In the women’s High Jump, Blanka Vlasic accomplished her 81st two metres or more competition with a 2.00m victory, presenting a clean jumping card through five heights all taken at her first approach to those bars. The double World champion then followed with three failures at 2.02, none of them close, as did Berlin silver medallist Anna Chicherova who had also cleared 2 metres but on the third time of asking. In third came Chaunte Howard with 1.97m.

Pitkämäki back from illness; Thorkildsen out after one round

2007 World champion Tero Pitkämäki, who was ill in Berlin, bounced back after missing Zurich last week to take the Javelin Throw with an opening 86.23m release. His arch-rival Andreas Thorkildsen with one throw completed (82.61) retired from the competition as a precaution after feeling a cramping pain in his groin.

In the absence of Kenya's Ezekiel Kemboi the World champion, originally entered but now running in Dubnica, Slovakia on Sunday, it was Paul Kipsiele Koech who was in charge in the 3000m Steeplechase taking the win from Berlin silver medallist Richard Mateelong (8:06.92), with Finland’s Jukka Keskisalo a distant but again confident third (8:13.34). The surprise was the last lap surge of American Daniel Huling whose fast finish brought him ahead of the Finn briefly before the last water barrier and eventually home in fourth in 8:14.69, a huge new PB (8:20.84 - 2008).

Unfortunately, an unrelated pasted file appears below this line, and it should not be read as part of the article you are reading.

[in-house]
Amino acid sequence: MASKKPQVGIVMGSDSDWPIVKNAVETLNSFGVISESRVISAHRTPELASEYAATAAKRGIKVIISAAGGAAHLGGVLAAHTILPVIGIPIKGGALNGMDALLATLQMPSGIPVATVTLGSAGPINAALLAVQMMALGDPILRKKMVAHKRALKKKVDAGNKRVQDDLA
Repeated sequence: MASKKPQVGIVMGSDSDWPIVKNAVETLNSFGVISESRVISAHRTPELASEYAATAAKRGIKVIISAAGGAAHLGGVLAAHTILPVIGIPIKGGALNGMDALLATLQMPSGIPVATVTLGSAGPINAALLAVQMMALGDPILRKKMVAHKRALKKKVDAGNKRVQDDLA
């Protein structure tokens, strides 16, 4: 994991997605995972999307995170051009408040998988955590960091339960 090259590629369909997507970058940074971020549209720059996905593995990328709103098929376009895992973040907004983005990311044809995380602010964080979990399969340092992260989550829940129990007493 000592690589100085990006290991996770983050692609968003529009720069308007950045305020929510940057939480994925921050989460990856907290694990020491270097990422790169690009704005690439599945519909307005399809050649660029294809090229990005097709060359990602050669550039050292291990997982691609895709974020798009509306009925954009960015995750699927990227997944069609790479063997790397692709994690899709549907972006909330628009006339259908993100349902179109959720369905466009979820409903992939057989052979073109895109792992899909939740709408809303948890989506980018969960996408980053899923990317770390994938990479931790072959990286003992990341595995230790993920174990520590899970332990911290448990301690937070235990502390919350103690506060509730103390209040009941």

David Rudisha of Kenya, who had been one of the pre-World Championship 800m favourites but didn’t reach the final, was back to winning ways with a late drive off the final bend to succeed in 1:45.80. South Africa’s newly crowned World champion Mbulaeni Mulaudzi and his predecessor from Osaka 2007, Alfred Yego of Kenya, seemed to be perfectly positioned coming into the straight, respectively in third and second, but neither could challenge Rudisha’s charge. Yego finished a well beaten second in 1:46.36 and Mulaudzi died back dreadfully to 5th (1:47.15). Third was Canada’s Gary Reed (1:46.82).

In the women’s 800m, USA’s Anna Willard was the strongest sprinter of a large group who were together coming off the final bend, winning in 1:59.14.

In the absence of LaShawn Merritt, the reigning World and Olympic champion, Jeremy Wariner, the former holder of both those titles brought home a confident 400m. He was unopposed winning in 44.94, the only man below 45 sec, his nearest opponent Trinidad’s Renny Quow way back in second in 45.55.

The surprise World 110m Hurdles champion Ryan Brathwaite of Barbados took a gun to tape victory in 13.30 sec, though he was pushed for half of the race by Czech Petr Svoboda (faded 5th 13.47).

Yamile Aldama won the women’s Triple Jump with 14.27m.

Chris Turner for the IAAF

*4x1500m World record dependent upon usual ratification procedures

STATS UPDATE (thanks to Mark Butler):

Women's 1500m en-route during 2000m

1 BURKA Gelete ETH  4:06.7
2 CHERUIYOT Vivian KEN 4:13.1
3 ALMINOVA Anna RUS 4:13.4
4 CHERONO Mercy KEN 4:13.7 PB
5 CHOJECKA Lidia POL 4:14.1
6 KIBIWOT Viola KEN 4:14.4
7 CHENONGE Ines KEN 4:15.2
8 CHEMOS Milcah KEN 4:16.0
9 YEVDOKIMOVA Natalya RUS   4:17.0
10 MISHCHENKO Anna UKR 4:20.7
11 PLIS Renata POL 4:21.0
12 HILALI Siham MAR 4:21.4
13 BELETE Almenesh ETH 4:24.6